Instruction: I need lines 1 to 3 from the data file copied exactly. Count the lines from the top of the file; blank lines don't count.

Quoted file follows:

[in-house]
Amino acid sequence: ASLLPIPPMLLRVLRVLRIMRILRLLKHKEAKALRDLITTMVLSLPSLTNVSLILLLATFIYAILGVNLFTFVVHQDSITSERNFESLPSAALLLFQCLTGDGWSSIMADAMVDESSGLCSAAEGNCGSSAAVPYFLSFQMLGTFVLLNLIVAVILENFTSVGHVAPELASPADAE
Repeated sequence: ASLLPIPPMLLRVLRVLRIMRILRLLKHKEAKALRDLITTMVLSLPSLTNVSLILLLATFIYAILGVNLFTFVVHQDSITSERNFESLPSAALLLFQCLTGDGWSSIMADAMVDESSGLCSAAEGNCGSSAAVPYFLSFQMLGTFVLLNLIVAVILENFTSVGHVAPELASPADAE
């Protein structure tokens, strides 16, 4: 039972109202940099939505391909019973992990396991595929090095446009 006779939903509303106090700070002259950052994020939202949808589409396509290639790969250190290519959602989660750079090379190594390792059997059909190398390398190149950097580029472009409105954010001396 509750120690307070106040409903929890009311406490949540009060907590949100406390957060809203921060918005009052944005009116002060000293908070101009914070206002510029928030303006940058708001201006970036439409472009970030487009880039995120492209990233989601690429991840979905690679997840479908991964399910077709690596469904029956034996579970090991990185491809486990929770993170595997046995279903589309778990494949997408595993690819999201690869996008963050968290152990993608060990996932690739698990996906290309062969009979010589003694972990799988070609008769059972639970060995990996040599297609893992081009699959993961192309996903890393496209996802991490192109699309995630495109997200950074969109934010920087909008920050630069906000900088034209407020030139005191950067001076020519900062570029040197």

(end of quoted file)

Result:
[in-house]
Amino acid sequence: ASLLPIPPMLLRVLRVLRIMRILRLLKHKEAKALRDLITTMVLSLPSLTNVSLILLLATFIYAILGVNLFTFVVHQDSITSERNFESLPSAALLLFQCLTGDGWSSIMADAMVDESSGLCSAAEGNCGSSAAVPYFLSFQMLGTFVLLNLIVAVILENFTSVGHVAPELASPADAE
Repeated sequence: ASLLPIPPMLLRVLRVLRIMRILRLLKHKEAKALRDLITTMVLSLPSLTNVSLILLLATFIYAILGVNLFTFVVHQDSITSERNFESLPSAALLLFQCLTGDGWSSIMADAMVDESSGLCSAAEGNCGSSAAVPYFLSFQMLGTFVLLNLIVAVILENFTSVGHVAPELASPADAE